Miami condo cool

Construction cranes rise above the city of Miami as it undergoes a tremendous building boom even as the market cools.

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KAI RYSSDAL: We've talked a lot on the program recently about the downturn in real estate, and condos are no exception so developers are trying all kinds of tricks to lure buyers. This week the Moinian Group announced you can buy one of its million dollar condominiums in Manhattan with no cash down. Just put it on your AmEx card and while you wait for the closing, take a free trip to Tahiti. Now that's incentive and it shows just how desperate some markets have become. Dan Grech reports from one city where condo-buying has been something of a vice: Miami.

DAN GRECH: A year ago, Matthew Haggman was deluged with invitations to swank parties all over Miami, but the invites weren't from new restaurants or hot nightclubs. They were from condo developers.

MATTHEW HAGGMAN: "They would spend hundreds of thousands of dollars to put on a show to sweep you the buyer away. They were trying to make you feel as though you're that person on TV and live that fabulous lifestyle in that lavish high-end condominium with views of Biscayne Bay."

Haggman is the real estate reporter for The Miami Herald. He doesn't get those invites anymore.

The days are over when people slept on the sidewalk to buy a condo that isn't even built yet.

HAGGMAN: "So we went through that period with the long lines at the condo, and during that period we all wondered: When would the slowdown arrive? Well, it's here, but it's just starting. The question is: how long and how deep will it run for?"

It's a question on a lot of people's minds here -- especially those who hope to turn a quick profit on a pre-construction condo.

Again, Matthew Haggman.

HAGGMAN: "Condo development sort of invited speculation, in part because you need a lot of buyers to step forward and put down 20 percent of the price of a unit some two, three years ahead of time before they can move in."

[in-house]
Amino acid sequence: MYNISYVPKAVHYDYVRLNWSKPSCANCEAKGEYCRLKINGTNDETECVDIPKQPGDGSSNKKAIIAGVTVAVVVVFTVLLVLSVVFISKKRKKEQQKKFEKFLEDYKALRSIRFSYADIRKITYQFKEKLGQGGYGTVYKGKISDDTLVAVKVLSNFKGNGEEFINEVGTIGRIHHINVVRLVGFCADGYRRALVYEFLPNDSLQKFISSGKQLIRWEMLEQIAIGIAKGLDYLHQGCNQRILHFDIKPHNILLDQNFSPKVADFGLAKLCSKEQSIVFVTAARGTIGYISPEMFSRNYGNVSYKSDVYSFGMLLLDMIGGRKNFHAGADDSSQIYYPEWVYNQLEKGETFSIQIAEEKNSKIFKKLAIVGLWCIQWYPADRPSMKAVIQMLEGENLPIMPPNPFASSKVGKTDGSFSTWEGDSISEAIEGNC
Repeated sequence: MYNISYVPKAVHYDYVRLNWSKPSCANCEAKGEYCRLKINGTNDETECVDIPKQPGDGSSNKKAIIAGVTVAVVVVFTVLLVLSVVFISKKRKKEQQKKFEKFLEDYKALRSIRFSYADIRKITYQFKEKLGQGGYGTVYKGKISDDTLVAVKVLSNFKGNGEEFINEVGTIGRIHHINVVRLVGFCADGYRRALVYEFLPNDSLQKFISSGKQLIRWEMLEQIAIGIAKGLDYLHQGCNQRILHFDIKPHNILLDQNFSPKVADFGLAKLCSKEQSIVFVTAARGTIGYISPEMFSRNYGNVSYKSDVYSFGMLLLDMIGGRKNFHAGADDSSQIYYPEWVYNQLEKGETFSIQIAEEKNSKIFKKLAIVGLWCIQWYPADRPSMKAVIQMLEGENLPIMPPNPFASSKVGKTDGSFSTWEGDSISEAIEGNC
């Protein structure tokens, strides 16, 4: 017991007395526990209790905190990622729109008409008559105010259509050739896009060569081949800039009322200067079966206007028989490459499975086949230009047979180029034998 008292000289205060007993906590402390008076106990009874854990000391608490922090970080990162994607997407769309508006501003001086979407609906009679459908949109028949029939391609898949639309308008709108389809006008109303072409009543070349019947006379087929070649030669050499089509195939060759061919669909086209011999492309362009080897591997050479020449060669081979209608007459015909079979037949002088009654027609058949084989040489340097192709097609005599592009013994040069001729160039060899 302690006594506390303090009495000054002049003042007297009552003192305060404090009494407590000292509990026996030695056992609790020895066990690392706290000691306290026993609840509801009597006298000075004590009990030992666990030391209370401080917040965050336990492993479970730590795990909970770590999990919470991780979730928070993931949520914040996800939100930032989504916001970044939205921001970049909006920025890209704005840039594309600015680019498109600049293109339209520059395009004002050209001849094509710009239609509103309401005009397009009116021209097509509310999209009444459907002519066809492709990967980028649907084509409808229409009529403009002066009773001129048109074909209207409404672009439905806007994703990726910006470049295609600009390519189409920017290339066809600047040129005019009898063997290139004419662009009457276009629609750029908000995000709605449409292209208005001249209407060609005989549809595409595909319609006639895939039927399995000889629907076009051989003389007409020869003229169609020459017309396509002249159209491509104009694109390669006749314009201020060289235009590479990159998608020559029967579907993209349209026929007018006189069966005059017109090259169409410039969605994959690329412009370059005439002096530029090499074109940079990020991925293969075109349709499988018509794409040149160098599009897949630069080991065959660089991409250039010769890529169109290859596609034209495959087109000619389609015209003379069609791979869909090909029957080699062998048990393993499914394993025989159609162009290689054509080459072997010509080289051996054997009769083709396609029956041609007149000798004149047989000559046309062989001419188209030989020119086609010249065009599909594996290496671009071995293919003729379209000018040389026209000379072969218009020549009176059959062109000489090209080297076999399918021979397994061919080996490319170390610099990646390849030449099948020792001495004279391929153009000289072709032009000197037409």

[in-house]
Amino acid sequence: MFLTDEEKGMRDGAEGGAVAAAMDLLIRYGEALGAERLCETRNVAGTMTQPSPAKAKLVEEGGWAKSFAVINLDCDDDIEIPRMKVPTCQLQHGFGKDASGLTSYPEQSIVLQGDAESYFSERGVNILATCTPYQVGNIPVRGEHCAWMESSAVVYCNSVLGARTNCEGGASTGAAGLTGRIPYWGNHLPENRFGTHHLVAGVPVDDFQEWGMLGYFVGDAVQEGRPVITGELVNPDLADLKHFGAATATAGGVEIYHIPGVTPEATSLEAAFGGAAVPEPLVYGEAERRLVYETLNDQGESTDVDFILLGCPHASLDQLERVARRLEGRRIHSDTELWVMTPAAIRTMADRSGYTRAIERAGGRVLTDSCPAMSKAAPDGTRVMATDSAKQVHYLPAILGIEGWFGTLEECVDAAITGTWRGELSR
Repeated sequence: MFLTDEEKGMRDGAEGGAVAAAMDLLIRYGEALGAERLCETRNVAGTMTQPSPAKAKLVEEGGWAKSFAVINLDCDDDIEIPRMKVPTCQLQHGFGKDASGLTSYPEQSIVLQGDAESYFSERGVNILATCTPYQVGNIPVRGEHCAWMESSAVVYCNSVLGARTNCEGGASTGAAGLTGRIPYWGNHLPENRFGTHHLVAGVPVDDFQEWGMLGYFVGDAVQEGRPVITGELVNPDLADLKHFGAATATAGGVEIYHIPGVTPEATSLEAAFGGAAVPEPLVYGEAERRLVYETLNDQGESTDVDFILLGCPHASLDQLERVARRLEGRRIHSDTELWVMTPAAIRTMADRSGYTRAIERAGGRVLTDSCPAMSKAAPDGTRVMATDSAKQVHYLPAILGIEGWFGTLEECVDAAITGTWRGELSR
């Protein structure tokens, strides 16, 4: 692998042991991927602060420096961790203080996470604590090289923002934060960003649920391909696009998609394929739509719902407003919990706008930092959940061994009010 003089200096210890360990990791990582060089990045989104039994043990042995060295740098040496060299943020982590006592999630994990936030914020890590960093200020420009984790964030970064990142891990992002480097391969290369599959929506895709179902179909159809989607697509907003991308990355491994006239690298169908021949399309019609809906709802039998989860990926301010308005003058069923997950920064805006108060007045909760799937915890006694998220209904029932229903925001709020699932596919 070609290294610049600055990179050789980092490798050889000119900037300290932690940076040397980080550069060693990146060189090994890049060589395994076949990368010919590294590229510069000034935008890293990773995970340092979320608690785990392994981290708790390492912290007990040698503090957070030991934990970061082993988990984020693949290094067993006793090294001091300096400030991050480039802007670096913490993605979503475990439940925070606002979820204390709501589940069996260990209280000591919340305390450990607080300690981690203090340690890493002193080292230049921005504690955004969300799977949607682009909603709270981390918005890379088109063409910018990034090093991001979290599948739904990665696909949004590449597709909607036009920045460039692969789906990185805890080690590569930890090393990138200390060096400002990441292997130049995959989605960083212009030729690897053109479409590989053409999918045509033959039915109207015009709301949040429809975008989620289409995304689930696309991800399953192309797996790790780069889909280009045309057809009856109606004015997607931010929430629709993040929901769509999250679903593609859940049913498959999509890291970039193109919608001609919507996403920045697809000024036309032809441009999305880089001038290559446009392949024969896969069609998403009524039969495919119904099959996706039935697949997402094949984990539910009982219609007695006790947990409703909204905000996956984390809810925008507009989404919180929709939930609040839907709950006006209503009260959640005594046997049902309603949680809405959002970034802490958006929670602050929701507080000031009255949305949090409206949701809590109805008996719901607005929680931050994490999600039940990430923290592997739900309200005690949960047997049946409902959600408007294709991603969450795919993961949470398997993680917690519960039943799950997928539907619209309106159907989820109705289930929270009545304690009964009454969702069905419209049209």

Investment firm Raymond James estimated last year that up to 85 percent of condos in downtown Miami were bought by people with no intention of living there.

Chris Mayer is the director of the Paul Milstein Center for Real Estate at Columbia University.
He says condo speculators in Miami could be in for some trouble.

CHRIS MAYER: "I think investors who don't have long term view of the market and are just looking at what prices have done, in a few markets have really driven up prices and condominium developers have stepped in and said, 'Well, fine, I'll sell to you.' It's kind of the classic bubble story."

Elizabeth Razzi is an author whose advice is finely tuned to the times. Her first book was "The Fearless Home Buyer," written at the height of the boom. Her next book's due out in February.
It's called the "Fearless Home Seller."

Her advice is simple.

ELIZABETH RAZZI: "Figure out how desperately you need to sell right now. You might just want to take down the for sale sign, remodel the family room and wait this thing out."

And for those who do have to sell quickly?
RAZZI: "You have to give them a deal. And it could even mean you have to bring money to the closing table if you bought this property over the last year or two."

So how do you price your condo? First, look at what your neighbors are offering. Then, says Columbia's Chris Mayer, underbid them.

CHRIS MAYER: "The big thing is to not overprice your property. It's a big mistake to look at what other people are listing their property at, and price the same as everyone else."

Miami, the land of lavish open houses and queued up buyers, is seeing a new phenomenon these days. The Miami Herald's Haggman calls it: The Standoff.

HAGGMAN: "The seller still is trying to make the money that they made, say, 10 months, a year ago. Whereas now the buyer, who formerly was very eager to grab property as soon as they could, is now willing to wait."

Economist Edward Leamer is with the UCLA Anderson Forecast. He talks of a ticking clock in condo markets from Miami to Las Vegas to LA.

EDWARD LEAMER: "Because with each tick of that clock comes lower prices and a more difficult selling environment. Every investor has a tendency to imagine that tomorrow's gonna be better, I'm gonna wait this thing out. But that clock ticks on and on and on and it's just slowly taking away your money."

Meanwhile, if you're a buyer, things have come full circle. Your mission: make them give you a great deal.

In Miami, I'm Dan Grech for Marketplace Money.

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